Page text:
During a break in the recent rainy weather vervet monkeys gathered on the roof of our carport and garage to rest, huddle, groom and play. The new babies take pride of place.
Even though they knew I was there, the barrier of glass in the window meant that the vervet monkeys (Cercopithecus pygerythrus) could tolerate me and the camera lens prying on them. Taking photos through the glass and using the zoom lens means that these are not the sharpest of photos, but the subjects are interesting and to my eye charming.
These two mothers (above), were each holding a baby close as they huddled together, apparently sharing some warmth on the cool morning. The tails of the babies are visible protruding from the cover of their mothers.
While they were huddling another monkey approached them and released the baby she was carrying enough for it to be able to peep over the roof in my direction. It seemed it was aware of my presence at the distant window.
Two adults are grooming one of the three very young babies. Adult and juvenile monkeys, especially females, often approach mothers with babies, sometimes grooming the mother so as to get a chance to touch or cuddle the baby.
Above another mother is being groomed by a younger monkey. She is totally relaxed enjoying the moment but still keeping gentle control of her baby who is also very relaxed.
After a while she stood up and slung her baby under her while the grooming session continued. Even at a young age baby vervets are able to cling onto their mothers’ fur with their hands and feet sometimes curving the tail around one of the mother’s hind legs and hanging on tight when their mother stands or moves around.
When the grooming session ended both monkeys turned their attention to the baby – and here they are both grooming the baby’s tail.
It is not only monkeys with babies that are groomed. Above a juvenile strikes a rather acrobatic pose while enjoying being groomed. Grooming among monkeys is as much about building and maintaining social relationships as it is about cleaning the fur or removing any parasites.
Above a group of juvenile age mates take a break from playing for a short grooming session.
And above a juvenile makes a ‘play face’ and invites other youngsters to another bout of playing on the roof.
The invitation to play was accepted with enthusiasm. Play involves frolicking about with bouts of chasing and wrestling. Sometimes playmates mouth each other and the mouth is often held open during play.
An adult (on the left) became briefly involved in the play while three others including a mother cuddling her baby watch from the side lines.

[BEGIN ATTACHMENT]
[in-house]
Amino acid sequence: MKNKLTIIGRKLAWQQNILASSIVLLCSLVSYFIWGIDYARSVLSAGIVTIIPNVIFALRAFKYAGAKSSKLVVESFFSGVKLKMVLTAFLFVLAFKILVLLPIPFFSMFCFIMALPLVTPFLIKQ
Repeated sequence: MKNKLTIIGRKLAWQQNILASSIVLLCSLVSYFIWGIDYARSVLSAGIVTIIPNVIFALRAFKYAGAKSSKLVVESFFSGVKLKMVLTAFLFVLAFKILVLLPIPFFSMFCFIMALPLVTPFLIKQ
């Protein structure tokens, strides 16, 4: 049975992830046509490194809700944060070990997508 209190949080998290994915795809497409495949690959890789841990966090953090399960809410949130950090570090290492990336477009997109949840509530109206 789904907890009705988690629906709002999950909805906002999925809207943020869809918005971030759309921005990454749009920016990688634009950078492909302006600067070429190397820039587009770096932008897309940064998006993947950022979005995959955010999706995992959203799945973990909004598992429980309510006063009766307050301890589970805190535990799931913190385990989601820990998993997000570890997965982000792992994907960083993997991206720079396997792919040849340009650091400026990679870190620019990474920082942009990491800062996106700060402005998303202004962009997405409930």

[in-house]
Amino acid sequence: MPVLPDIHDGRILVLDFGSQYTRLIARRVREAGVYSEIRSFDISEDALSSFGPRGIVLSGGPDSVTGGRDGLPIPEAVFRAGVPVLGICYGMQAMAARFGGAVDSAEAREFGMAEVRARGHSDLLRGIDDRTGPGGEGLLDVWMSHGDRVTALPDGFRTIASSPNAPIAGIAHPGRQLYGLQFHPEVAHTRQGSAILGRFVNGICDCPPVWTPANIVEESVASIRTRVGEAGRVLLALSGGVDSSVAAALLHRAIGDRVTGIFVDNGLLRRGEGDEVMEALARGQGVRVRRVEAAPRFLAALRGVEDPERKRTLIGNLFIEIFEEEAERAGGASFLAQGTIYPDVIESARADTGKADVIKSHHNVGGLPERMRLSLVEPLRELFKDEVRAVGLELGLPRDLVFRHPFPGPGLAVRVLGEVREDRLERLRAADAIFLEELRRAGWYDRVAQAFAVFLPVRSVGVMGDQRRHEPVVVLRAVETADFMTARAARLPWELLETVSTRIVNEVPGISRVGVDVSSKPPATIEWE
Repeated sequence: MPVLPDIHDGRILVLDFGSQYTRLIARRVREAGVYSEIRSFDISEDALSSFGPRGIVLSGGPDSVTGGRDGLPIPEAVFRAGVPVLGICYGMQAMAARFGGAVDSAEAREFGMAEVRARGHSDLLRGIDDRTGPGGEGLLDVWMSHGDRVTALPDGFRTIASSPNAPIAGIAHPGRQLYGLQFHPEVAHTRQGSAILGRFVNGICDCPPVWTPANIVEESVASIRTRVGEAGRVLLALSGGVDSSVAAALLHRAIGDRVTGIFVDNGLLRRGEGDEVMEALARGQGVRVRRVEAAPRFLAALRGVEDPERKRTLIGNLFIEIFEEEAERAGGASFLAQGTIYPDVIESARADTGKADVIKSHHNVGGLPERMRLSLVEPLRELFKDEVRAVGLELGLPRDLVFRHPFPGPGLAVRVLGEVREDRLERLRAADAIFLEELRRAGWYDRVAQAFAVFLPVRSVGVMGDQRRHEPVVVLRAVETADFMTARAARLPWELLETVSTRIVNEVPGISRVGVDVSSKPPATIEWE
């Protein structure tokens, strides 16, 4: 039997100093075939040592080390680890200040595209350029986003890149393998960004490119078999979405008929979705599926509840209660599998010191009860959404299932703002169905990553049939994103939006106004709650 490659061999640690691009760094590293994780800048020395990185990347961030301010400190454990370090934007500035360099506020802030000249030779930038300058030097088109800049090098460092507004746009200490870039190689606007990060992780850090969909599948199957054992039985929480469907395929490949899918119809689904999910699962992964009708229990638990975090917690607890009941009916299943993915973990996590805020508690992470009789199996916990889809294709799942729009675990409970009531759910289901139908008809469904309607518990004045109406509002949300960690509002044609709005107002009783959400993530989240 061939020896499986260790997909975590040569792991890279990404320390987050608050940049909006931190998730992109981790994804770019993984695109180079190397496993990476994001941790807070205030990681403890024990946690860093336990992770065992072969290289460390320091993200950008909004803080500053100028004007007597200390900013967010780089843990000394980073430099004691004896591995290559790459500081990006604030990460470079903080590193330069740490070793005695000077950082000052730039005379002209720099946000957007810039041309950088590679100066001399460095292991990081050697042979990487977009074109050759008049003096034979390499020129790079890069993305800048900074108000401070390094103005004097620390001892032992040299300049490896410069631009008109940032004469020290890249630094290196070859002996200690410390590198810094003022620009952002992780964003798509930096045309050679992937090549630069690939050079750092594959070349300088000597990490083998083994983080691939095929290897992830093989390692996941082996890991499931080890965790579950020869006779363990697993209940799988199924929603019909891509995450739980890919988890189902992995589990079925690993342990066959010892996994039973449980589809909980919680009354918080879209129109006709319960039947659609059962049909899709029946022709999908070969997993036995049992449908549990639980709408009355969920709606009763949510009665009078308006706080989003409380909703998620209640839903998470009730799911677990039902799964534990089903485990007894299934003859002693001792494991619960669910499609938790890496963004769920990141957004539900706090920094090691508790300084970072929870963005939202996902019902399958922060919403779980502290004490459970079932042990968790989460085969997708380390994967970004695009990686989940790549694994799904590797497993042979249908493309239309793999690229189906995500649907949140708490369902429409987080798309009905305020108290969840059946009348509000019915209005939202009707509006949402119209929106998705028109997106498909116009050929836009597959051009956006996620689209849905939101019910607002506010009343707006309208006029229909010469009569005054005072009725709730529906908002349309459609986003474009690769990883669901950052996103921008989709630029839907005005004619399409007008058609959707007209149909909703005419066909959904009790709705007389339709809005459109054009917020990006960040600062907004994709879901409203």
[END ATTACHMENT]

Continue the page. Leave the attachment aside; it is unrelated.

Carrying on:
Play continued with the babe-in-arms taking an interest in watching proceedings. This particular mother spent a long time cuddling her baby.
It was very touching to see how this mother cuddled her baby so tenderly. In addition to expressing protective affection perhaps she was also trying to keep the baby warm on such a cool morning.
The bond between a vervet mother and an infant baby is very close. Sometimes a young female, likely an older sister or half-sister to the baby, will take turns looking after a young baby in a process known as allo-mothering. Not only does this assistance benefit the mother but it also gives the young non-mother experience in looking after and carrying infants, which will stand her in good stead when she is old enough to have a baby of her own when she is four or five years old.
It was lovely to see a monkey we have named Miss Tippy with her new baby. Miss Tippy has been with this troop for several years. We gave her the name because she carries her head tipped awkwardly to the side in a fixed position as if she has had a neck injury that has affected the mobility of her neck. She seems to be a fairly high-ranking female. Generally female monkeys stay with their natal group all their lives, but young males disperse from the troops usually with an age mate when they reach sexual maturity around the age of five years.
I was also pleased to see a young monkey we have named Bobtail on account of her missing tail. We first noticed the lack of tail when she was only a few months old over a year ago but could see no signs of recent injury. She has survived into her second year despite the lack of a tail that plays an important role in balance such as when a monkey is jumping, running or climbing.
We feel very privileged to be able to watch (albeit somewhat surreptitiously) the vervet monkeys going about their business – foraging, resting, playing and raising their babies – in our neighbourhood.
Ramulondi, Evah. 2014. Vervet Monkey. South African National Biodiversity Institute (SANBI). https://www.sanbi.org/animal-of-the-week/vervet-monkey/; San Diego Zoo Wildlife Alliance 2021.Vervet Monkey (Chlorocebus pygerythrus) Fact Sheet: Behavior & Ecology. https://ielc.libguides.com/sdzg/factsheets/vervet/behavior
Posted by Carol